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BMW E30 323i - Editor's Letter

And The World Started Rotating Backwards

Greg Emmerson
Aug 1, 2007
Eurp_0708_03_z+bmw_e30_323i+rear_view Photo 1/1   |   BMW E30 323i - Editor's Letter

Afunny thing happened yesterday. And it didn't involve an Irishman, a Scotsman and an inebriated nun... I'm not getting myself into that kind of trouble again!

We were stripping down Project Dub to finally return it to VW, having strung out the loan a few extra weeks in the hope of finding a buyer for the poor girl, so we wouldn't have to denude her.

Sadly, we were unsuccessful. So as we removed the Brembos in order to refit the stock 17" wheels, it occurred to me I'd never actually unmodified a car before. It was as if time had stopped and the world started rotating backwards.

I've been modifying cars for more years than I care to mention. My first was an E30 323i with a custom kevlar M3-look body kit, 16" gold BBS RS and Hartge suspension. Then there was: a Rover V8 touring car rep, a widebody Mk2 GTI 8v, two pristine Mk2 16v, 2.4 liter 450hp Sierra RS Cosworth, Escort RS Turbo, Mk3 GTI 16v, Mk3 Golf VR6, B5 Audi A4 1.8T, E46 BMW 318is, E46 330i, and finally the recently departed VW GLI.

There could've been more. I forget.

I remember when a 205/50-15 on a 15x7" for a Mk2 GTI was big news though! "Are you crazy?" a hotel doorman shouted at me once from across the street. "Those look like rubberbands!" Little did he know 35-profile tires would soon be commonplace, with 25- and even 20-profile sidewalls emerging as we move to ever-bigger wheels.

But I digress. So there we were, undoing all our hard work on Project Dub. The body kit was unglued, the brakes removed, the 20" rims returned.

Back in its natural state, the car looked rather sad. It does have a lingering eurotuner legacy, though. We left the Hotchkis springs on because we didn't have the originals. So it sits lower than stock and looks better for it. The new owner will also be happy to find GIAC software that gives a huge surge of mid-range torque. And the Techtonics exhaust remains because the stock part was cut to remove it. Most people wouldn't spot the difference, but it emits a nicer engine note.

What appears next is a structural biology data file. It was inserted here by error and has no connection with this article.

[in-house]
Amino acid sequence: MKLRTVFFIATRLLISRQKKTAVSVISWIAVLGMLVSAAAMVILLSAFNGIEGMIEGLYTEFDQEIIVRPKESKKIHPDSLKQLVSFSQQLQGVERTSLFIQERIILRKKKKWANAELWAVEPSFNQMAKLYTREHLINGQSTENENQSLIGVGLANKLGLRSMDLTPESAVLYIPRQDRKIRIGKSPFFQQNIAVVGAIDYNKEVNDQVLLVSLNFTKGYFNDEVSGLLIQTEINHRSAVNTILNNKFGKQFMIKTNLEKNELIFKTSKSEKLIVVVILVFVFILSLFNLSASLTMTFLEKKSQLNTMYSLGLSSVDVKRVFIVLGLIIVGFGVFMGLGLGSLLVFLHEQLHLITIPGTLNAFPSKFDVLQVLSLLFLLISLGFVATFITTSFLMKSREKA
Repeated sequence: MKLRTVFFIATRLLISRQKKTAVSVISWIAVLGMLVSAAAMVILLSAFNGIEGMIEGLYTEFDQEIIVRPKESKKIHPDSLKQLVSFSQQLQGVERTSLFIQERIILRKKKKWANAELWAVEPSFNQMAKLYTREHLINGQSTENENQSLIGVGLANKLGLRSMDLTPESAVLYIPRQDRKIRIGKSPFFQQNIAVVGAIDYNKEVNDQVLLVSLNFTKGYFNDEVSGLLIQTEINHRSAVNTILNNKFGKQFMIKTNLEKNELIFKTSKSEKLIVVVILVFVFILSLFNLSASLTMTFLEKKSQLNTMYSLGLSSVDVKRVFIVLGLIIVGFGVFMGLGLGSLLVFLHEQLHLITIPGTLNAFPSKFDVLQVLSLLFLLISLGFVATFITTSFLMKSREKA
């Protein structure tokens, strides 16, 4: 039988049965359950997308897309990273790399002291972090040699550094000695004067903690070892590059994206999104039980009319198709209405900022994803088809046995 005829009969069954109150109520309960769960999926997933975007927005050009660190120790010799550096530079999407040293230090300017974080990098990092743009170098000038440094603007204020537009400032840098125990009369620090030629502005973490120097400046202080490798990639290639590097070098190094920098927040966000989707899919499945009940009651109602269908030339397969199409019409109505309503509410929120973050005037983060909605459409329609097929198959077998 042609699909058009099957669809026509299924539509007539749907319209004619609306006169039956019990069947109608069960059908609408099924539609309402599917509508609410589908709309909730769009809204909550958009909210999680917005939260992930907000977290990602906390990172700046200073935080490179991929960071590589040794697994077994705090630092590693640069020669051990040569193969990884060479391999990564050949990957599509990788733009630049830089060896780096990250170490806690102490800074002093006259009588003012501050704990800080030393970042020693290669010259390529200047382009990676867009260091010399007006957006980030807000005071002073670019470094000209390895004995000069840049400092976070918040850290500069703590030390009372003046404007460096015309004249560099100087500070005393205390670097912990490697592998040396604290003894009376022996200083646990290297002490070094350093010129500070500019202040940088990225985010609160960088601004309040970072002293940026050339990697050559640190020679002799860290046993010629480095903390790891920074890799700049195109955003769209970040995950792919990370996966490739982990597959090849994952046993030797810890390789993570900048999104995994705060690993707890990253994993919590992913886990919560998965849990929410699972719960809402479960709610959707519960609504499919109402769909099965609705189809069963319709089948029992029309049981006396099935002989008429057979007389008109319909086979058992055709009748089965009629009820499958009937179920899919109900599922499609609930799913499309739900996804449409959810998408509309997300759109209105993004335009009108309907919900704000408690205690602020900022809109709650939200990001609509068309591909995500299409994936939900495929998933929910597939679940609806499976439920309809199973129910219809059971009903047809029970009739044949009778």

Whoever gets Project Dub at auction (which is where it's destined to end), is a nice set of wheels and some mild body styling away from a great car.

So what's next?

We'd like to do a Mk3 Golf VR6 or 2.0. We're also contemplating a Mk4 Golf 2.0 because the Aston Martin V8 is so pass.

An E36 M3 would be nice. The E46 330i is getting cheaper, but it's still out of the reach of our miserable wages. So, we've been looking for coins down the back of the couch to see what we can afford.

So for now, et is down to Sam's Project Silverstone (which is begging to be put out to pasture) and my Yamaha R1 - not much of a stable for a European car tuning magazine, but we're working to improve things soon.

And when the right hunk of junk comes our way, we can set our world spinning again with some well-chosen mods. My fingers tingle at the prospect of transforming somebody's unwanted ride into our next project car.

I think it takes a certain kind of vision to see potential in a stock car. Most people don't have the skill, but it's something we all share and it separates us from the civilians out there. I could never drive a stock car, no matter what it is.

By Greg Emmerson
1078 Articles



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